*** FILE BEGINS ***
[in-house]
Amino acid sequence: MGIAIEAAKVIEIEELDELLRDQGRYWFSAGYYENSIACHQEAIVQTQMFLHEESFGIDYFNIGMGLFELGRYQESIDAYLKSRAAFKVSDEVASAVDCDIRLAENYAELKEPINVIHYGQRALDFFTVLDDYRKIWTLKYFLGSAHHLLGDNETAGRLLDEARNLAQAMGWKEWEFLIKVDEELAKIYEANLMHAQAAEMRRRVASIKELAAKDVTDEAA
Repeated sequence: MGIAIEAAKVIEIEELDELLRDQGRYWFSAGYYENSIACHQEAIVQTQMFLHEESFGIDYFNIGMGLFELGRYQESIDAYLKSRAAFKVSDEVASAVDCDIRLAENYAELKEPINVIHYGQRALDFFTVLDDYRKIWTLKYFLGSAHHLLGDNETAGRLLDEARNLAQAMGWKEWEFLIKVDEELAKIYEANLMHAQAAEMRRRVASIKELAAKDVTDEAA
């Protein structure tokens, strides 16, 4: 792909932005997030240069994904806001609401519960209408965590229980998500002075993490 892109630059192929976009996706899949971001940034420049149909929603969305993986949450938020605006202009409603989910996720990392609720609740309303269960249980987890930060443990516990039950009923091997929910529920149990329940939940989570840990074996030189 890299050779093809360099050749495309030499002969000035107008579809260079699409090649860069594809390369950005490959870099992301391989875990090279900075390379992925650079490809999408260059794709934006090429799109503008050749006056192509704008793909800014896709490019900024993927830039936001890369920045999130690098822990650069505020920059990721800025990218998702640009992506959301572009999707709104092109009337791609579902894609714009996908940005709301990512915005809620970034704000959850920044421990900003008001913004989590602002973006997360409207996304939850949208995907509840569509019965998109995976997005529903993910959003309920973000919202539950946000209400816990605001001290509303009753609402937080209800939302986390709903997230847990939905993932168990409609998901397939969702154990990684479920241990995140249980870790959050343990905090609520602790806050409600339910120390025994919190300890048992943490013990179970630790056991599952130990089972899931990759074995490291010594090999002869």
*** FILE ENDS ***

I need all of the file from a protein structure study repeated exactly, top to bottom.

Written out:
[in-house]
Amino acid sequence: MGIAIEAAKVIEIEELDELLRDQGRYWFSAGYYENSIACHQEAIVQTQMFLHEESFGIDYFNIGMGLFELGRYQESIDAYLKSRAAFKVSDEVASAVDCDIRLAENYAELKEPINVIHYGQRALDFFTVLDDYRKIWTLKYFLGSAHHLLGDNETAGRLLDEARNLAQAMGWKEWEFLIKVDEELAKIYEANLMHAQAAEMRRRVASIKELAAKDVTDEAA
Repeated sequence: MGIAIEAAKVIEIEELDELLRDQGRYWFSAGYYENSIACHQEAIVQTQMFLHEESFGIDYFNIGMGLFELGRYQESIDAYLKSRAAFKVSDEVASAVDCDIRLAENYAELKEPINVIHYGQRALDFFTVLDDYRKIWTLKYFLGSAHHLLGDNETAGRLLDEARNLAQAMGWKEWEFLIKVDEELAKIYEANLMHAQAAEMRRRVASIKELAAKDVTDEAA
């Protein structure tokens, strides 16, 4: 792909932005997030240069994904806001609401519960209408965590229980998500002075993490 892109630059192929976009996706899949971001940034420049149909929603969305993986949450938020605006202009409603989910996720990392609720609740309303269960249980987890930060443990516990039950009923091997929910529920149990329940939940989570840990074996030189 890299050779093809360099050749495309030499002969000035107008579809260079699409090649860069594809390369950005490959870099992301391989875990090279900075390379992925650079490809999408260059794709934006090429799109503008050749006056192509704008793909800014896709490019900024993927830039936001890369920045999130690098822990650069505020920059990721800025990218998702640009992506959301572009999707709104092109009337791609579902894609714009996908940005709301990512915005809620970034704000959850920044421990900003008001913004989590602002973006997360409207996304939850949208995907509840569509019965998109995976997005529903993910959003309920973000919202539950946000209400816990605001001290509303009753609402937080209800939302986390709903997230847990939905993932168990409609998901397939969702154990990684479920241990995140249980870790959050343990905090609520602790806050409600339910120390025994919190300890048992943490013990179970630790056991599952130990089972899931990759074995490291010594090999002869």